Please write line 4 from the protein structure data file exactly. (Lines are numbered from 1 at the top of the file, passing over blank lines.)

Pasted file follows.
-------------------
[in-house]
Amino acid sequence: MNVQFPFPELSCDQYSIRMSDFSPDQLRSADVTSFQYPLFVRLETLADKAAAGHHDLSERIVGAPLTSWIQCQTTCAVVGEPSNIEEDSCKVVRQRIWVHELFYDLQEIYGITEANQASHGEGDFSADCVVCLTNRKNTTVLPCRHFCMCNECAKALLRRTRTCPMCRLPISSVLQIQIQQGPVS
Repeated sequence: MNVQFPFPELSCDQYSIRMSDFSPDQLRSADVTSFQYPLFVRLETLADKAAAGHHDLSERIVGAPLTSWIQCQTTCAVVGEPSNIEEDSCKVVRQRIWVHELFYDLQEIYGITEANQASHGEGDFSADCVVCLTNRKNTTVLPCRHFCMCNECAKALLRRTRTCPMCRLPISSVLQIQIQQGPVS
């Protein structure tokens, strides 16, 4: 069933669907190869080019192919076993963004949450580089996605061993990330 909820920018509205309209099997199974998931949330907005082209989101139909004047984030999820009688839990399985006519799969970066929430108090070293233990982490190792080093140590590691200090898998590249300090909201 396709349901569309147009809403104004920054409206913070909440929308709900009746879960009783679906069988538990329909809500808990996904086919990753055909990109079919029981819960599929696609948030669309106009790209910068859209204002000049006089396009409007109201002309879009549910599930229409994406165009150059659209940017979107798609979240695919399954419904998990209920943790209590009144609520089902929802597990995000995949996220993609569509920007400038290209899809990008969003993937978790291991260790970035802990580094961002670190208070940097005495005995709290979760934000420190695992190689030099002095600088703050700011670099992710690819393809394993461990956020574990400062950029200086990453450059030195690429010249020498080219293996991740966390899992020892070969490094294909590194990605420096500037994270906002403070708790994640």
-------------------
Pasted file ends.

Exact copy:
């Protein structure tokens, strides 16, 4: 069933669907190869080019192919076993963004949450580089996605061993990330 909820920018509205309209099997199974998931949330907005082209989101139909004047984030999820009688839990399985006519799969970066929430108090070293233990982490190792080093140590590691200090898998590249300090909201 396709349901569309147009809403104004920054409206913070909440929308709900009746879960009783679906069988538990329909809500808990996904086919990753055909990109079919029981819960599929696609948030669309106009790209910068859209204002000049006089396009409007109201002309879009549910599930229409994406165009150059659209940017979107798609979240695919399954419904998990209920943790209590009144609520089902929802597990995000995949996220993609569509920007400038290209899809990008969003993937978790291991260790970035802990580094961002670190208070940097005495005995709290979760934000420190695992190689030099002095600088703050700011670099992710690819393809394993461990956020574990400062950029200086990453450059030195690429010249020498080219293996991740966390899992020892070969490094294909590194990605420096500037994270906002403070708790994640």